Someone should really tell Andrew Sullivan that schadenfreude is a hell of a drug. One day you’re huffing it hard, giggling like a demented schoolgirl at someone’s expense. The next someone else is getting high on your own misbegotten supply. Karma—or what’s properly known as God’s want of a hearty laugh—bites back.
The recent shuttering of Buzzfeed News and Vice is a blow for both the once-budding digital media industry and desk-bound millennials forced to stare at a monitor all day. The world is so much the worse now that it’ll be deprived of such stirring exposés as “Taking a Long, Deep Sniff of Fart Porn” and “Quiz: Are You A Grilled Cheese Sandwich?” (I’m a Comté on rye, add bacon, FYI.)
The dual closure should have drawn thunderous hosannas from a journophobe such as myself. Lord forgive me, the temptation was there. Especially with those fiendish pocket supercomputers that prey on our worst instincts, just begging my thumbs to ignore my brain and deploy a snarky tweetstorm. But as I’ve gotten older, and my hairline has beat a retreat like Kutuzov’s army, I find myself more in agreement with Abraham Hershel, who said, “[w]hen I was young, I admired clever people. Now that I’m old, I admire kind people.”
Good advice, especially for an old kulturkampf pot-stirrer like yours truly. Not so for Andrew Sullivan, for whom old grudges die hard. In his Weekly Dish newsletter, he excoriates Ben Smith, founder of Buzzfeed News, for helping turn online media into a vile, attention-sucking landfill, all in service to the almighty click. (And that was just for his site’s publication of the hilariously lurid and debunked Trump Dossier.) Smith wrote a book about his experience cannibalizing our collective mindshare before abandoning ship for a load of Chinese cheese.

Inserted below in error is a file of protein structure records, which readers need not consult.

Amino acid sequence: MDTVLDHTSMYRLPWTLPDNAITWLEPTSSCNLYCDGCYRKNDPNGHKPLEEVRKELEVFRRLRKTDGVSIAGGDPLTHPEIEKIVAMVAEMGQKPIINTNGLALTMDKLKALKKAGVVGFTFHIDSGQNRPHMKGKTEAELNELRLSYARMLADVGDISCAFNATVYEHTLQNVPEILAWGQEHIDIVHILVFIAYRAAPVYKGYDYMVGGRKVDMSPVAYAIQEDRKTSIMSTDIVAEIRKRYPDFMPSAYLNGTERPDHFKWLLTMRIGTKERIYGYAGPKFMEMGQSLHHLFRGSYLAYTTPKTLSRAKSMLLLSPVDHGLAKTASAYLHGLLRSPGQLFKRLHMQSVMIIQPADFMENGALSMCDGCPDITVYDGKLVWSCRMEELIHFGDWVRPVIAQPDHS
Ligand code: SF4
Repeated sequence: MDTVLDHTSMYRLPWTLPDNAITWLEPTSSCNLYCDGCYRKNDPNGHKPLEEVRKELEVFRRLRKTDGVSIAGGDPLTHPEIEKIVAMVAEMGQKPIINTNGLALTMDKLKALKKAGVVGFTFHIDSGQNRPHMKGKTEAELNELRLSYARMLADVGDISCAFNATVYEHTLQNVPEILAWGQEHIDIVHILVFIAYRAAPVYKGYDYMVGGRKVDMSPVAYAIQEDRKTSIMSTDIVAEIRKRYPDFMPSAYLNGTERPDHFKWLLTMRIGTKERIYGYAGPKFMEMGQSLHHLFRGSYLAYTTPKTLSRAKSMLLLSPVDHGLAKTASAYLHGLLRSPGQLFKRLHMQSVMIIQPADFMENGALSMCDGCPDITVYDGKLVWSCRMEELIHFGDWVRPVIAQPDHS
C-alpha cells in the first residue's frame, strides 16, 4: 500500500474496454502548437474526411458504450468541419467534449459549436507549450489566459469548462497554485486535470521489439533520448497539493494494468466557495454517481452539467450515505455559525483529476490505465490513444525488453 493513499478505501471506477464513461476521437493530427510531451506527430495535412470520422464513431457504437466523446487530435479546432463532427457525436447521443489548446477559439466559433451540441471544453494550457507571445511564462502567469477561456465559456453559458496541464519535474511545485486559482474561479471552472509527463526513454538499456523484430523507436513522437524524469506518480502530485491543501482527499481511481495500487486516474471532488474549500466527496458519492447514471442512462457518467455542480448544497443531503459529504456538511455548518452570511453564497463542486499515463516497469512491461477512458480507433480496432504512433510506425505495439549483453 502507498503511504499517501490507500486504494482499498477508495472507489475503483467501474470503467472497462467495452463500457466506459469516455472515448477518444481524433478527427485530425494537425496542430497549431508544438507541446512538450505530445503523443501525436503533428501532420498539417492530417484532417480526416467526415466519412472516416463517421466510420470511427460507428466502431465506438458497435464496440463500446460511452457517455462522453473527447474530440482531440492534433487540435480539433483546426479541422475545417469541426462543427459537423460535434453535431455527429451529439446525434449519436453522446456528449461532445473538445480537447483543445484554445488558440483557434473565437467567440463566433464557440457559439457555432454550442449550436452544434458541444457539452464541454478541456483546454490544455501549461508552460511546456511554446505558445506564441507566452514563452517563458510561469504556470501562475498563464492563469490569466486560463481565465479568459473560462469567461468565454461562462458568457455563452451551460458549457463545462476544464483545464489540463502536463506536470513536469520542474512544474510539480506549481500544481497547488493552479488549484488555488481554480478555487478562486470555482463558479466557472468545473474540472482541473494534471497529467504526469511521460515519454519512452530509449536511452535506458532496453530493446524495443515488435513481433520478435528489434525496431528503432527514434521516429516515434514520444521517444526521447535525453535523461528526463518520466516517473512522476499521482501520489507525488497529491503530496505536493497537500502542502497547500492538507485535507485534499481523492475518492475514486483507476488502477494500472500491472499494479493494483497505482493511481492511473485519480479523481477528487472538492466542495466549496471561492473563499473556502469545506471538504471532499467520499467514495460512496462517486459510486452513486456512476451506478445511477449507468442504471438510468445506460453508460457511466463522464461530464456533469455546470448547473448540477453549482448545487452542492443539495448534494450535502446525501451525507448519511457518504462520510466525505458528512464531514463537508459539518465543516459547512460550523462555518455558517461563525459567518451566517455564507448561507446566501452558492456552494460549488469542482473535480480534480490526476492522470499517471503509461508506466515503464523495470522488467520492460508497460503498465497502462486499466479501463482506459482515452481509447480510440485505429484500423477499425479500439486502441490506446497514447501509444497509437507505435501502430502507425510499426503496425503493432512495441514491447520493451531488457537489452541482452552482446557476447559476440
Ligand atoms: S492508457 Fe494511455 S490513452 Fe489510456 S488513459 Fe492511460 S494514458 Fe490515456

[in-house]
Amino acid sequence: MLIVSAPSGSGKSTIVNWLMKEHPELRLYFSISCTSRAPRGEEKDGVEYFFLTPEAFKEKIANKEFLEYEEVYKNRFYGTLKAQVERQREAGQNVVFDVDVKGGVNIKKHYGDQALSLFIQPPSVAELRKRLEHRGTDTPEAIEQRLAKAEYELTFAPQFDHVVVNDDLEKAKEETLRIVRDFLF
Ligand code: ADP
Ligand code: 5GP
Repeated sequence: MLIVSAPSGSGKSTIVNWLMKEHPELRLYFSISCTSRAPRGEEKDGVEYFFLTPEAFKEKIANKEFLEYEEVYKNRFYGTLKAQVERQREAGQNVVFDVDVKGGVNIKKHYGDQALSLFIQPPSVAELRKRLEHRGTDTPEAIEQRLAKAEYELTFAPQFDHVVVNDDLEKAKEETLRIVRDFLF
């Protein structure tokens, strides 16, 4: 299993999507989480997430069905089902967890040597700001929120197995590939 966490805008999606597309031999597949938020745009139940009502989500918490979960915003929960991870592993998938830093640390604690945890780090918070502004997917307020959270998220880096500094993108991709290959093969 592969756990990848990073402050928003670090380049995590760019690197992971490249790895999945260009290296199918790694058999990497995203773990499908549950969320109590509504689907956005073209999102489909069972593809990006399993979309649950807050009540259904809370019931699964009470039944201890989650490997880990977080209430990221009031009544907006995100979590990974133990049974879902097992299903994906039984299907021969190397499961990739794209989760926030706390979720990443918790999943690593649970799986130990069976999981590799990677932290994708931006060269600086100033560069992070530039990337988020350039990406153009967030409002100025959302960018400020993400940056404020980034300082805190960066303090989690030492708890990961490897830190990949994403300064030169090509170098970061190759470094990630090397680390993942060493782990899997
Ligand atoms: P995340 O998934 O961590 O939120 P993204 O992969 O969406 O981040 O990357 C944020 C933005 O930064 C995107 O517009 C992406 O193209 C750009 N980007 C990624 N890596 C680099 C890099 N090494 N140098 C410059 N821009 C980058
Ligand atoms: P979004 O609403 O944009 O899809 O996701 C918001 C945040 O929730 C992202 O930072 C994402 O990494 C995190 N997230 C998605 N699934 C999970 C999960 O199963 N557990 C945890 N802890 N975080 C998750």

Sullivan, who once dressed down Smith in Buzzfeed HQ in front of Smith’s own “content” gerbils, still blames sites like Buzzfeed for cleaving advertising to journalism and letting the insatiable hunger for revenue overwhelm ethical editorialization. “So we get a book entirely about the money-grubbing, nothing-matters, viral assholes who violated every ethic in the business, and, in the end, failed,” he synopsizes, with all sincerity.
When it comes to longevity, Sullivan is right. He’s still standing, kept (back) alive through the increasingly popular subscription-only Substack model. Buzzfeed, and its more prurient cousin, Vice, have gone to the internet afterlife, a kind of purgatory maintained by recurrent hosting fees. MTV News, which hasn’t broken a story since Kurt Cobain’s suicide, just followed the path of all of grunge’s best frontmen. Parler, which once touted itself as the conservative Twitter alternative, recently shuttered.
What’s the throughline in all these media failures? Sensationalism, gimmickry, and the fast dollar prioritized over grounding a strong foundation. Buzzfeed and Vice attempted real journalism occasionally—Vice alone deserved a Pulitzer for capturing on audio a snippet of the only Wu-Tang Clan album in the world in an interview with defamed pharma-shyster Martin Shkreli. But mostly they published smut, millennial jokes, baroque-identity-OWNES-bourgeois bilge, all shoddily formatted to game SEO standards.